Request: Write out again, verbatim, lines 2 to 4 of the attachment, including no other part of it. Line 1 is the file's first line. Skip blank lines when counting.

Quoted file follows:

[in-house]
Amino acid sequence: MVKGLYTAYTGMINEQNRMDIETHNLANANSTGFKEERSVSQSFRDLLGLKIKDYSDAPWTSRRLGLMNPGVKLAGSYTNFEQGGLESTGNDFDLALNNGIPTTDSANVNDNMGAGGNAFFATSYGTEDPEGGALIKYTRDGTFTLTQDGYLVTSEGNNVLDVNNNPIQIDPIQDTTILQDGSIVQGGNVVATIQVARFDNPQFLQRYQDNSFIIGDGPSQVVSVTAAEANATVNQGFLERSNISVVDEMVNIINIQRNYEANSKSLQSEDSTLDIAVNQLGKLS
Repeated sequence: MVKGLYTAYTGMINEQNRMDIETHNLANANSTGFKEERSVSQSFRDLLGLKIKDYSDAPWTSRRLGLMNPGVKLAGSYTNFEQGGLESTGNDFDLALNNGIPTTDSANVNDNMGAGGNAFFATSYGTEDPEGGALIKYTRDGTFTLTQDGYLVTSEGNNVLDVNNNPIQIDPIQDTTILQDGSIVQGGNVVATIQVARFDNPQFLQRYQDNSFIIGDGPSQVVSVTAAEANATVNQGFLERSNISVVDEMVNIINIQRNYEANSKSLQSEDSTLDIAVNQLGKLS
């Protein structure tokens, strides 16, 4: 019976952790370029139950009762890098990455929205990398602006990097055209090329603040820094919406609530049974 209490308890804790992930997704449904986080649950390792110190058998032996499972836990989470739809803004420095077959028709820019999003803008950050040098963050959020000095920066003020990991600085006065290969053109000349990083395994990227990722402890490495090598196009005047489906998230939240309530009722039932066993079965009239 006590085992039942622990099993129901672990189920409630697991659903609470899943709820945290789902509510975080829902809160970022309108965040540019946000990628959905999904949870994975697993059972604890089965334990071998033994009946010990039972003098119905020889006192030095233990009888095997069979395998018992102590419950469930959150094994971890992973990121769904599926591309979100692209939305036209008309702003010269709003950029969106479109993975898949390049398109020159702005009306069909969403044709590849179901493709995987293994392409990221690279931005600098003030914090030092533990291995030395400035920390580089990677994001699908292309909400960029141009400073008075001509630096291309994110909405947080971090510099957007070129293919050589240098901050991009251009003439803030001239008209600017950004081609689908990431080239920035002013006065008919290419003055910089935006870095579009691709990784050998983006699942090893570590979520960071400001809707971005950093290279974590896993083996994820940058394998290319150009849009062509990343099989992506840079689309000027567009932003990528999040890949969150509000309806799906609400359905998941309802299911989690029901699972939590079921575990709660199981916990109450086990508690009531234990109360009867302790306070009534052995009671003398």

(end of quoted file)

Amino acid sequence: MVKGLYTAYTGMINEQNRMDIETHNLANANSTGFKEERSVSQSFRDLLGLKIKDYSDAPWTSRRLGLMNPGVKLAGSYTNFEQGGLESTGNDFDLALNNGIPTTDSANVNDNMGAGGNAFFATSYGTEDPEGGALIKYTRDGTFTLTQDGYLVTSEGNNVLDVNNNPIQIDPIQDTTILQDGSIVQGGNVVATIQVARFDNPQFLQRYQDNSFIIGDGPSQVVSVTAAEANATVNQGFLERSNISVVDEMVNIINIQRNYEANSKSLQSEDSTLDIAVNQLGKLS
Repeated sequence: MVKGLYTAYTGMINEQNRMDIETHNLANANSTGFKEERSVSQSFRDLLGLKIKDYSDAPWTSRRLGLMNPGVKLAGSYTNFEQGGLESTGNDFDLALNNGIPTTDSANVNDNMGAGGNAFFATSYGTEDPEGGALIKYTRDGTFTLTQDGYLVTSEGNNVLDVNNNPIQIDPIQDTTILQDGSIVQGGNVVATIQVARFDNPQFLQRYQDNSFIIGDGPSQVVSVTAAEANATVNQGFLERSNISVVDEMVNIINIQRNYEANSKSLQSEDSTLDIAVNQLGKLS
């Protein structure tokens, strides 16, 4: 019976952790370029139950009762890098990455929205990398602006990097055209090329603040820094919406609530049974 209490308890804790992930997704449904986080649950390792110190058998032996499972836990989470739809803004420095077959028709820019999003803008950050040098963050959020000095920066003020990991600085006065290969053109000349990083395994990227990722402890490495090598196009005047489906998230939240309530009722039932066993079965009239 006590085992039942622990099993129901672990189920409630697991659903609470899943709820945290789902509510975080829902809160970022309108965040540019946000990628959905999904949870994975697993059972604890089965334990071998033994009946010990039972003098119905020889006192030095233990009888095997069979395998018992102590419950469930959150094994971890992973990121769904599926591309979100692209939305036209008309702003010269709003950029969106479109993975898949390049398109020159702005009306069909969403044709590849179901493709995987293994392409990221690279931005600098003030914090030092533990291995030395400035920390580089990677994001699908292309909400960029141009400073008075001509630096291309994110909405947080971090510099957007070129293919050589240098901050991009251009003439803030001239008209600017950004081609689908990431080239920035002013006065008919290419003055910089935006870095579009691709990784050998983006699942090893570590979520960071400001809707971005950093290279974590896993083996994820940058394998290319150009849009062509990343099989992506840079689309000027567009932003990528999040890949969150509000309806799906609400359905998941309802299911989690029901699972939590079921575990709660199981916990109450086990508690009531234990109360009867302790306070009534052995009671003398």